Robert Chalmers' Parisian getaway hits the buffers with an argument over the bill at Terminus Nord

For many British visitors arriving by Eurostar, the Terminus Nord will be the first great Parisian institution they encounter. The classic brasserie, opposite the Gare du Nord, has been established for more than 80 years. From London, it's far quicker to reach than restaurants in Devon or Cornwall, say, so this Art Deco brasserie – long popular with UK visitors – has become something of an annex of England. Thanks to the Terminus Nord, one British newspaper recently suggested, "your quest for the perfect restaurant begins the minute you leave the station". And "quest", in this sentence, proves to be no idle noun.

I arrive alone, around 8pm, and am given a table next to one occupied by two elderly ladies drinking champagne. For 10 minutes, nothing happens. Then a waiter arrives – brusque and distracted. "It's off," he says, when I order a main course.

"I'll have some water, a half carafe of red, and terrine as a starter; if I can have a minute to decide on the main..."



"The whole order has to go in together."

He doesn't go away.

"OK, I'll have..." I'm picking virtually at random... "salmon tournedos."

Another waiter whisks away my empty plate without speaking, and gives it to another diner who's ordered one of the Terminus's signature dishes, the vast choucroute. It looks like an autopsy.

The house wine is poorer than the "Good Ordinary Claret" you can buy at Waitrose for under £5 a bottle. As for the terrine and salmon, I can only resort to that term commonly avoided by seasoned restaurant reviewers: OK.

But I can't really concentrate on the fish because, next to me, a peculiar scene is unfolding. The younger of the two ladies has lost her credit card. The maître d' is standing over them, asking how they intend to pay. Returning the following morning is, he insists, not an option.

The younger woman is around 70; her mother, as I'll discover, is 95.

"Call someone," he suggests.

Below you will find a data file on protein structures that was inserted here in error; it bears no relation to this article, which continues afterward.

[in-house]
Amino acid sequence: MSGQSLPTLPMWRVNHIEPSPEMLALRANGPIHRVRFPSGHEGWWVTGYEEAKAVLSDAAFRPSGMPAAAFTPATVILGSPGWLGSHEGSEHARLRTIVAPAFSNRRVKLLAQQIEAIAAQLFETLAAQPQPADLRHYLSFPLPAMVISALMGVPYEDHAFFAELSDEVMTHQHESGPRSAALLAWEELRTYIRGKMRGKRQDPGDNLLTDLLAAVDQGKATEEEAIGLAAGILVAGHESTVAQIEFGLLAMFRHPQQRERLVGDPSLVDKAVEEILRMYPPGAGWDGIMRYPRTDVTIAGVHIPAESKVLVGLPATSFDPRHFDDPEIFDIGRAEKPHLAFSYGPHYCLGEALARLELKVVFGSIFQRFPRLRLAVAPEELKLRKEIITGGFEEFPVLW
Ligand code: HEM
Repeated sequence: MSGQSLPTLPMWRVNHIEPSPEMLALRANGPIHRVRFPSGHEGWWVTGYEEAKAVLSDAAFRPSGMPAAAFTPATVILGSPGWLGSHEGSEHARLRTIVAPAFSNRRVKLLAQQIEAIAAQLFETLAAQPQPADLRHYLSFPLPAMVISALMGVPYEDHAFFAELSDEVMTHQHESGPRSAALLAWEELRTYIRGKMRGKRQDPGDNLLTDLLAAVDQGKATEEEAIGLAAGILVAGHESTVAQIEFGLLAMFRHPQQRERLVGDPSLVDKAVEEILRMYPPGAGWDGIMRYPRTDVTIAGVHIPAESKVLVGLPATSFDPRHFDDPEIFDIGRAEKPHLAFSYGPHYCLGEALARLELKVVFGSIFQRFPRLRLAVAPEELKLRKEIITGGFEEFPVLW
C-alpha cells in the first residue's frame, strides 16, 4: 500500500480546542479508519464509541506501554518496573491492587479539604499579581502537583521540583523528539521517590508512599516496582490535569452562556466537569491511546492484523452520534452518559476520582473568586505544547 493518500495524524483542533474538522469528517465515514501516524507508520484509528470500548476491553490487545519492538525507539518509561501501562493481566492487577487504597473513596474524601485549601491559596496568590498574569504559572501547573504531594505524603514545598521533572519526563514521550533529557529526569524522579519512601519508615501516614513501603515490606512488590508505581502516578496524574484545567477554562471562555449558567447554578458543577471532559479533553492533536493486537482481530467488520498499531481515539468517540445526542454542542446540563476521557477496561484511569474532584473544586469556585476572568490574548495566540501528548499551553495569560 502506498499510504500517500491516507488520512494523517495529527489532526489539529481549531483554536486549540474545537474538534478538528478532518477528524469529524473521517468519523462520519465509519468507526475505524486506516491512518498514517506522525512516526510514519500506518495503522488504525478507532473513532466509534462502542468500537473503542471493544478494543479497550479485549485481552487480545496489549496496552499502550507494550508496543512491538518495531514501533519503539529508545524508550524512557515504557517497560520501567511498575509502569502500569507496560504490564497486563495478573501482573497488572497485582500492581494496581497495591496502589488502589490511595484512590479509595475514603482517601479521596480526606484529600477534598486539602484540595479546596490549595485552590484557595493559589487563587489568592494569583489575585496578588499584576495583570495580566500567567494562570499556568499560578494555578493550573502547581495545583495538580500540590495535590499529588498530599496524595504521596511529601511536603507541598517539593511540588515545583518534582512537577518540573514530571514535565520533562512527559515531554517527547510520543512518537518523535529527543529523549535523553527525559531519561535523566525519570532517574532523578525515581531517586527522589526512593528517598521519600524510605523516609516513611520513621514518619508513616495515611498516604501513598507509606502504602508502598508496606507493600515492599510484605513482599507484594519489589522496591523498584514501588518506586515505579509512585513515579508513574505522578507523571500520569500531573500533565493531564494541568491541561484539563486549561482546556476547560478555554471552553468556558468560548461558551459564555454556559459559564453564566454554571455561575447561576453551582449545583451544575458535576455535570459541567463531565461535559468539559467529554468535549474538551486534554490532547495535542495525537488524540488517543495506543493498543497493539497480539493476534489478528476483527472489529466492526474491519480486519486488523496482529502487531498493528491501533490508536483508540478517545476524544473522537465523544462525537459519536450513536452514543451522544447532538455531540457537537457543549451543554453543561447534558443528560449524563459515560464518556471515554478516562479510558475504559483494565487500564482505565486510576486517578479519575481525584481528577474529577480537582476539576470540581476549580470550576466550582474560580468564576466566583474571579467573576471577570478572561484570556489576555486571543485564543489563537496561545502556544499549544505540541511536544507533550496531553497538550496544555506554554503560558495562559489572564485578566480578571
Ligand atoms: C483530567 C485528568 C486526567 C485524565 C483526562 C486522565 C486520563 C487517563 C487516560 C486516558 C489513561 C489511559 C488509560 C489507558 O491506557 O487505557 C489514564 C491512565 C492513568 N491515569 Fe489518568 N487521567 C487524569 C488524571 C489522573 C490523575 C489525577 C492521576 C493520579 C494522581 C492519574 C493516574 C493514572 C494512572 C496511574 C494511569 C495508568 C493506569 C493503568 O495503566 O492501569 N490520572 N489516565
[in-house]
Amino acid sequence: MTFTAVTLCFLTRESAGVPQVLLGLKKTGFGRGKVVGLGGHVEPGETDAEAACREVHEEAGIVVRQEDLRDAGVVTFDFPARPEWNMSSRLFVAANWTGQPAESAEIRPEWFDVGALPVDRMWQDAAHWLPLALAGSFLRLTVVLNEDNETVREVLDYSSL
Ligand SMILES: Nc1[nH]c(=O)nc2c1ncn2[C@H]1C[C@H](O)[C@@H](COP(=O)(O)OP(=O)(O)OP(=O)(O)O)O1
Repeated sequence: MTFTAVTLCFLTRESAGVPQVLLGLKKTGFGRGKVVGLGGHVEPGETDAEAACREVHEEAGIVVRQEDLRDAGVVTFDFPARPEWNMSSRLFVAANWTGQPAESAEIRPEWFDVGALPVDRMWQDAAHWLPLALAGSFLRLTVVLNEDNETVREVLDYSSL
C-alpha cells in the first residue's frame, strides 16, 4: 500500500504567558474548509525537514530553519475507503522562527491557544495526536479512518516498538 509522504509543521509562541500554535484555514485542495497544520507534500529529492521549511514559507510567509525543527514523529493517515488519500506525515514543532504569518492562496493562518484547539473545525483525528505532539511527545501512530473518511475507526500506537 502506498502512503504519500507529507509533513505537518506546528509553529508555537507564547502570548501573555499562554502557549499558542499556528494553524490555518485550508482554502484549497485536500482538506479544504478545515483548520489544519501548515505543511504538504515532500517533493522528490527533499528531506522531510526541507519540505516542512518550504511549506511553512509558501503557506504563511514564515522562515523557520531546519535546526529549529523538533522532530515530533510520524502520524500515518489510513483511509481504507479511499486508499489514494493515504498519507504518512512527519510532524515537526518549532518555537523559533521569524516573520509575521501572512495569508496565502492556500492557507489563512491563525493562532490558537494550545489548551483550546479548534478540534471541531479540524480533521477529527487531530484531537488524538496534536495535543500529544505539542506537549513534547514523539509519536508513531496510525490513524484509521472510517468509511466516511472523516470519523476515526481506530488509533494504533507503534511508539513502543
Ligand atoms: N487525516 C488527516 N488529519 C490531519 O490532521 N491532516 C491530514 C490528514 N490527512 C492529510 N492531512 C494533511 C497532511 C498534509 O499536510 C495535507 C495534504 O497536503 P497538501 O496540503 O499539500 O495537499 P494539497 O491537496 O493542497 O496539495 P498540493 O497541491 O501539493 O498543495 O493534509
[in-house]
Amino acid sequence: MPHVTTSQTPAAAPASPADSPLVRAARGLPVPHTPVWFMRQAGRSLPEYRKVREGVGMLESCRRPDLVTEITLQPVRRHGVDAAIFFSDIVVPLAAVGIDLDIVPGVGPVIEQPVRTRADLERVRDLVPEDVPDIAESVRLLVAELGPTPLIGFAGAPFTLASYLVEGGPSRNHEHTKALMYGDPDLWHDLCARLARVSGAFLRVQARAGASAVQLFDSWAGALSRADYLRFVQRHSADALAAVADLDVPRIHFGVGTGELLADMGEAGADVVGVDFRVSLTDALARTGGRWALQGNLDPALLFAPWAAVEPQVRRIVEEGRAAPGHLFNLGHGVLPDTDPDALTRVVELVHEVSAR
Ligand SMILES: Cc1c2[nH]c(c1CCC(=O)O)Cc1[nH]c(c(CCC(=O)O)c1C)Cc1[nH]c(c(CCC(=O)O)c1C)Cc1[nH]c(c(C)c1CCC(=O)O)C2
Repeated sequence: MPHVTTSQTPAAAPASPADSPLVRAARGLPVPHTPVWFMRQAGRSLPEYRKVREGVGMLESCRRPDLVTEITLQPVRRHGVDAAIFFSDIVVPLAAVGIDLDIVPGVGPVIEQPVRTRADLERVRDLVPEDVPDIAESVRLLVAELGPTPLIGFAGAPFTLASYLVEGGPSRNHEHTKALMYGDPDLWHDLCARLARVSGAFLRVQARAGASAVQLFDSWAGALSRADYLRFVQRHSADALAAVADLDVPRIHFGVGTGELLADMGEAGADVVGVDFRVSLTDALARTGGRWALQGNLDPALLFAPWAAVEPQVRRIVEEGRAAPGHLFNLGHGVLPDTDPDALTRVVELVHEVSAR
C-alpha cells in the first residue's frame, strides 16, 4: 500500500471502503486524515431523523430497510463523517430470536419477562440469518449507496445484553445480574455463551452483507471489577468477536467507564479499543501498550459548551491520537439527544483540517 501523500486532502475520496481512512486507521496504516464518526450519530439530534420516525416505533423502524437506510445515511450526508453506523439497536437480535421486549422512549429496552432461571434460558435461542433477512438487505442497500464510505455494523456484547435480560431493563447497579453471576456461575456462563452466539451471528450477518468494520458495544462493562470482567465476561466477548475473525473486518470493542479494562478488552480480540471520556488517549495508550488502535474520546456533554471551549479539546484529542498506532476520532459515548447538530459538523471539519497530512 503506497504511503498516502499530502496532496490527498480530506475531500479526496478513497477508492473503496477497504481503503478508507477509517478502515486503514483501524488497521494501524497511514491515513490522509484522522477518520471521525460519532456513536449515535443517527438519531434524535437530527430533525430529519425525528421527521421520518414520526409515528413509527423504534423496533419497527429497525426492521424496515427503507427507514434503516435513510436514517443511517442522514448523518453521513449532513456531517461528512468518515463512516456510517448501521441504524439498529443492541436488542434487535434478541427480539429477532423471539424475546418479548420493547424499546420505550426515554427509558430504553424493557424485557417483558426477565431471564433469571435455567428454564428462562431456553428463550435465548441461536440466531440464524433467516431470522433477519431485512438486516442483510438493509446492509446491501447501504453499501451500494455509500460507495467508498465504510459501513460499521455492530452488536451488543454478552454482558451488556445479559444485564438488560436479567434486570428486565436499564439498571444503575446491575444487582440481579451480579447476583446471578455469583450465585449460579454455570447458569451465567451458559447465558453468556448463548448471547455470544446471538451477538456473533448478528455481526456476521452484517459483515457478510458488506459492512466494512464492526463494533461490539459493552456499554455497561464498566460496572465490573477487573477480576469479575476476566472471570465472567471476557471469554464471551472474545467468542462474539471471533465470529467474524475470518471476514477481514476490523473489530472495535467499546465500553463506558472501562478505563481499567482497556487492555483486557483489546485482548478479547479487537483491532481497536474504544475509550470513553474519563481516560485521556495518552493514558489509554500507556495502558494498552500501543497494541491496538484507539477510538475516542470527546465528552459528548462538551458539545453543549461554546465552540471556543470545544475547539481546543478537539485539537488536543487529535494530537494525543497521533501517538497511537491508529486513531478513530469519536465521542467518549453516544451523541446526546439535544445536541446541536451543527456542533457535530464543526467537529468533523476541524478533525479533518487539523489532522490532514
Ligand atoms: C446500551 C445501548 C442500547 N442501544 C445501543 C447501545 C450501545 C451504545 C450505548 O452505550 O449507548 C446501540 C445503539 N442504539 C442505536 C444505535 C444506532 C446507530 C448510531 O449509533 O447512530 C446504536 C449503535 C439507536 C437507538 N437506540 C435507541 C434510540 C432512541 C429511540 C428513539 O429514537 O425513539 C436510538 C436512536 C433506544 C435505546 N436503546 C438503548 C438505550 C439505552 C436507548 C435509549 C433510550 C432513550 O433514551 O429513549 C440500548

The bill (the Terminus Nord belongs to the FLO group, which has other prestigious establishments such as La Coupole) is €160 (£133). The women, here for Mother's Day, come from a working-class district in north-east Paris, and are clearly not wealthy. They look flustered.

"Listen," I tell the head waiter. "Take my card. I'll pay. They'll come back tomorrow."

"How do you know?"

"Do they look like criminals to you?"

The younger woman walks away and has a conversation with the maître d'. When she returns, she says she is permitted to go back to Aubervilliers for her chequebook, but has to leave her mother behind as collateral.

"Why don't you let me pay?"

She nods towards the head waiter. (I can't say whether he vetoed this proposal or it was just her pride.)

"Even al-Qa'ida," I suggest to him, "don't take 95-year-old women hostage."

No reply. The daughter leaves. Her round trip to Aubervilliers will take more than an hour. I stay with her mother, who is trembling slightly.

"What a treat this was," she says.

For an hour-and-a-quarter she tells me about her childhood in Ménilmontant, and her late husband, who worked in the market at Les Halles. I ask if she's been abroad. "Once. I went to Belgium. Do they treat old ladies like this in England?"

"I hope not."

Her glass of champagne is in front of her, warm and untouched.

The daughter returns. She waited for a bus but finally had to take a taxi. She and I have a couple of robust exchanges with the head waiter. Once he has the cheque, he puts complimentary glasses of champagne on their table. "Are you happy," I ask him, as they're leaving, "with the way you handled that?"

"If the Terminus belonged to me..."

"But who made the decision on how to deal with this?"

"I did."

"I will never," the daughter said, "set foot in this place again."

Readmission to the Terminus Nord probably isn't an option for me either. If you go, I'd advise you to take a credit card, €200 in cash, or a woman in possession of a telegram from the Queen.


Scores: 1-9 stay home and cook, 10-11 needs help, 12 ok, 13 pleasant enough,14 good, 15 very good, 16 capable of greatness, 17 special, can't wait to go back, 18 highly honourable, 19 unique and memorable, 20 as good as it gets

Terminus Nord, 23 Rue de Dunkerque, 75010 Paris, tel: 00 33 1 42 85 05 15 Lunch and dinner daily

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Le Petit Paris

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Reviews extracted from 'Harden's London and UK Restaurant Guides 2010'.